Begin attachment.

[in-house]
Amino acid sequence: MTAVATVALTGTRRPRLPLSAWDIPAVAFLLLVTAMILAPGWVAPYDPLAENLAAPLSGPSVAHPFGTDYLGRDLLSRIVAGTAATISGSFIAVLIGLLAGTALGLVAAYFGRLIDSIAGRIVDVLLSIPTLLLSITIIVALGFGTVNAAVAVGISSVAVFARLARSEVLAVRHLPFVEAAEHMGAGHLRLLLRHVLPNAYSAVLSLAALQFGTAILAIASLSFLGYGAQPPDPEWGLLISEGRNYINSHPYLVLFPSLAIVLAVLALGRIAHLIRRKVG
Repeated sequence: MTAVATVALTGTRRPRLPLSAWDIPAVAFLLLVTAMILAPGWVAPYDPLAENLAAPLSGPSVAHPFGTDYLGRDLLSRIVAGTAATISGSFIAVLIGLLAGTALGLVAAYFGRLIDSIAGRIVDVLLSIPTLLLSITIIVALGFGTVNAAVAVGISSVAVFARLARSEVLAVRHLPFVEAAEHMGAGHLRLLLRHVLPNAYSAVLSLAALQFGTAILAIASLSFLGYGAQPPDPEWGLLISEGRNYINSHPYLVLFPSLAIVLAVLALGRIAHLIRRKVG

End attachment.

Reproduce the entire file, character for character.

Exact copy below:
[in-house]
Amino acid sequence: MTAVATVALTGTRRPRLPLSAWDIPAVAFLLLVTAMILAPGWVAPYDPLAENLAAPLSGPSVAHPFGTDYLGRDLLSRIVAGTAATISGSFIAVLIGLLAGTALGLVAAYFGRLIDSIAGRIVDVLLSIPTLLLSITIIVALGFGTVNAAVAVGISSVAVFARLARSEVLAVRHLPFVEAAEHMGAGHLRLLLRHVLPNAYSAVLSLAALQFGTAILAIASLSFLGYGAQPPDPEWGLLISEGRNYINSHPYLVLFPSLAIVLAVLALGRIAHLIRRKVG
Repeated sequence: MTAVATVALTGTRRPRLPLSAWDIPAVAFLLLVTAMILAPGWVAPYDPLAENLAAPLSGPSVAHPFGTDYLGRDLLSRIVAGTAATISGSFIAVLIGLLAGTALGLVAAYFGRLIDSIAGRIVDVLLSIPTLLLSITIIVALGFGTVNAAVAVGISSVAVFARLARSEVLAVRHLPFVEAAEHMGAGHLRLLLRHVLPNAYSAVLSLAALQFGTAILAIASLSFLGYGAQPPDPEWGLLISEGRNYINSHPYLVLFPSLAIVLAVLALGRIAHLIRRKVG